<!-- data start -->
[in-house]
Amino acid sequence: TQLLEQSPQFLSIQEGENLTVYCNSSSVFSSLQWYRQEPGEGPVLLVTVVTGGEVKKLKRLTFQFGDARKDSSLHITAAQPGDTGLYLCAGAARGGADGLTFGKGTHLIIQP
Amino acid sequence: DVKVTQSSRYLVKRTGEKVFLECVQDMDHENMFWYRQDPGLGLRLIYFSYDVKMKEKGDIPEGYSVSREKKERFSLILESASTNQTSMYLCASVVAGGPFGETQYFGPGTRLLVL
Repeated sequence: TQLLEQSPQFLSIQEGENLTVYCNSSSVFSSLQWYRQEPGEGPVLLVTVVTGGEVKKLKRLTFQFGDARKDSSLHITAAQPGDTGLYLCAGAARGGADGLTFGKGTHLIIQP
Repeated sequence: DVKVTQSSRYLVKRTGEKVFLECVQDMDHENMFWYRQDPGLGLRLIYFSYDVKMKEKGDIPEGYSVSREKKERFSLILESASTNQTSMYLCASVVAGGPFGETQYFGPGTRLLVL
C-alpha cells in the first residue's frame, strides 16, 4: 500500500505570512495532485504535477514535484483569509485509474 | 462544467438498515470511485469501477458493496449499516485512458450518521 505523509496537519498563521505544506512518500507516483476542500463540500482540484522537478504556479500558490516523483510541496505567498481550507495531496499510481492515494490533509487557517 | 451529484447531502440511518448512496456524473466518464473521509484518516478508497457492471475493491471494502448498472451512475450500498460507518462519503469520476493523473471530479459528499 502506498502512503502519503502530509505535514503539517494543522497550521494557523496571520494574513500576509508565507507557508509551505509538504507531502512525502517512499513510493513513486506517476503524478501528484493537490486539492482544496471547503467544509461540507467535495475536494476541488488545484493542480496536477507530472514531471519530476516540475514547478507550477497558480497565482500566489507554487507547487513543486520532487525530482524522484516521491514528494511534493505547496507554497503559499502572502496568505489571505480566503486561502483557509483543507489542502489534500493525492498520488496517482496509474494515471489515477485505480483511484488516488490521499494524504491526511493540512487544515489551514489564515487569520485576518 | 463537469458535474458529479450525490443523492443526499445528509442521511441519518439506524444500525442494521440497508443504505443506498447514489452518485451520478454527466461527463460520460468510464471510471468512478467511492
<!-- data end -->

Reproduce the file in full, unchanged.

[in-house]
Amino acid sequence: TQLLEQSPQFLSIQEGENLTVYCNSSSVFSSLQWYRQEPGEGPVLLVTVVTGGEVKKLKRLTFQFGDARKDSSLHITAAQPGDTGLYLCAGAARGGADGLTFGKGTHLIIQP
Amino acid sequence: DVKVTQSSRYLVKRTGEKVFLECVQDMDHENMFWYRQDPGLGLRLIYFSYDVKMKEKGDIPEGYSVSREKKERFSLILESASTNQTSMYLCASVVAGGPFGETQYFGPGTRLLVL
Repeated sequence: TQLLEQSPQFLSIQEGENLTVYCNSSSVFSSLQWYRQEPGEGPVLLVTVVTGGEVKKLKRLTFQFGDARKDSSLHITAAQPGDTGLYLCAGAARGGADGLTFGKGTHLIIQP
Repeated sequence: DVKVTQSSRYLVKRTGEKVFLECVQDMDHENMFWYRQDPGLGLRLIYFSYDVKMKEKGDIPEGYSVSREKKERFSLILESASTNQTSMYLCASVVAGGPFGETQYFGPGTRLLVL
C-alpha cells in the first residue's frame, strides 16, 4: 500500500505570512495532485504535477514535484483569509485509474 | 462544467438498515470511485469501477458493496449499516485512458450518521 505523509496537519498563521505544506512518500507516483476542500463540500482540484522537478504556479500558490516523483510541496505567498481550507495531496499510481492515494490533509487557517 | 451529484447531502440511518448512496456524473466518464473521509484518516478508497457492471475493491471494502448498472451512475450500498460507518462519503469520476493523473471530479459528499 502506498502512503502519503502530509505535514503539517494543522497550521494557523496571520494574513500576509508565507507557508509551505509538504507531502512525502517512499513510493513513486506517476503524478501528484493537490486539492482544496471547503467544509461540507467535495475536494476541488488545484493542480496536477507530472514531471519530476516540475514547478507550477497558480497565482500566489507554487507547487513543486520532487525530482524522484516521491514528494511534493505547496507554497503559499502572502496568505489571505480566503486561502483557509483543507489542502489534500493525492498520488496517482496509474494515471489515477485505480483511484488516488490521499494524504491526511493540512487544515489551514489564515487569520485576518 | 463537469458535474458529479450525490443523492443526499445528509442521511441519518439506524444500525442494521440497508443504505443506498447514489452518485451520478454527466461527463460520460468510464471510471468512478467511492